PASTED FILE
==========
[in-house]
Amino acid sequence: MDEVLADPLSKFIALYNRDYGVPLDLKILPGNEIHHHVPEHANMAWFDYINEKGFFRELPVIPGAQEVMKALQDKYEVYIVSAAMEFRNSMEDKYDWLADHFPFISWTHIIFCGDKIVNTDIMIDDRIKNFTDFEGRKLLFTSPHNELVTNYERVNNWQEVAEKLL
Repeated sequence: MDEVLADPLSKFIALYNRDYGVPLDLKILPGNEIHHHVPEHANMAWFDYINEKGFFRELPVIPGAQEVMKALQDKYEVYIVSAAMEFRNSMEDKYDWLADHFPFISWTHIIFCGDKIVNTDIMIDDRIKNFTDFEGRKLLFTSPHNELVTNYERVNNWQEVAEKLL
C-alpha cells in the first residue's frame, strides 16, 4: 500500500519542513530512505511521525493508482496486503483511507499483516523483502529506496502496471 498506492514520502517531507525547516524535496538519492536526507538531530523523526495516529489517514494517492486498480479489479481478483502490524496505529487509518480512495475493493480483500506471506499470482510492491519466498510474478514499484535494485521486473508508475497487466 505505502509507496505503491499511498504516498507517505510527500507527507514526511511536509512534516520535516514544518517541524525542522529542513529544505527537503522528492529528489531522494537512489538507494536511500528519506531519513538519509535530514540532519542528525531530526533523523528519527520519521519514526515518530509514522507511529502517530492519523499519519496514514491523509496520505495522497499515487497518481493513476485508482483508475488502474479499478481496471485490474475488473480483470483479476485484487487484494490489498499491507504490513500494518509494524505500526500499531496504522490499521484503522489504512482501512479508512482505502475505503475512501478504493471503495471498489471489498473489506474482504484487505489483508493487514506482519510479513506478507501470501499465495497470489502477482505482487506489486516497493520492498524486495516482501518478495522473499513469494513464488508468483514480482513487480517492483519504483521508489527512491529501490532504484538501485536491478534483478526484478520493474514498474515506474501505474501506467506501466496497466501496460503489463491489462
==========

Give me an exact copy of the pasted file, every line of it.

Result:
[in-house]
Amino acid sequence: MDEVLADPLSKFIALYNRDYGVPLDLKILPGNEIHHHVPEHANMAWFDYINEKGFFRELPVIPGAQEVMKALQDKYEVYIVSAAMEFRNSMEDKYDWLADHFPFISWTHIIFCGDKIVNTDIMIDDRIKNFTDFEGRKLLFTSPHNELVTNYERVNNWQEVAEKLL
Repeated sequence: MDEVLADPLSKFIALYNRDYGVPLDLKILPGNEIHHHVPEHANMAWFDYINEKGFFRELPVIPGAQEVMKALQDKYEVYIVSAAMEFRNSMEDKYDWLADHFPFISWTHIIFCGDKIVNTDIMIDDRIKNFTDFEGRKLLFTSPHNELVTNYERVNNWQEVAEKLL
C-alpha cells in the first residue's frame, strides 16, 4: 500500500519542513530512505511521525493508482496486503483511507499483516523483502529506496502496471 498506492514520502517531507525547516524535496538519492536526507538531530523523526495516529489517514494517492486498480479489479481478483502490524496505529487509518480512495475493493480483500506471506499470482510492491519466498510474478514499484535494485521486473508508475497487466 505505502509507496505503491499511498504516498507517505510527500507527507514526511511536509512534516520535516514544518517541524525542522529542513529544505527537503522528492529528489531522494537512489538507494536511500528519506531519513538519509535530514540532519542528525531530526533523523528519527520519521519514526515518530509514522507511529502517530492519523499519519496514514491523509496520505495522497499515487497518481493513476485508482483508475488502474479499478481496471485490474475488473480483470483479476485484487487484494490489498499491507504490513500494518509494524505500526500499531496504522490499521484503522489504512482501512479508512482505502475505503475512501478504493471503495471498489471489498473489506474482504484487505489483508493487514506482519510479513506478507501470501499465495497470489502477482505482487506489486516497493520492498524486495516482501518478495522473499513469494513464488508468483514480482513487480517492483519504483521508489527512491529501490532504484538501485536491478534483478526484478520493474514498474515506474501505474501506467506501466496497466501496460503489463491489462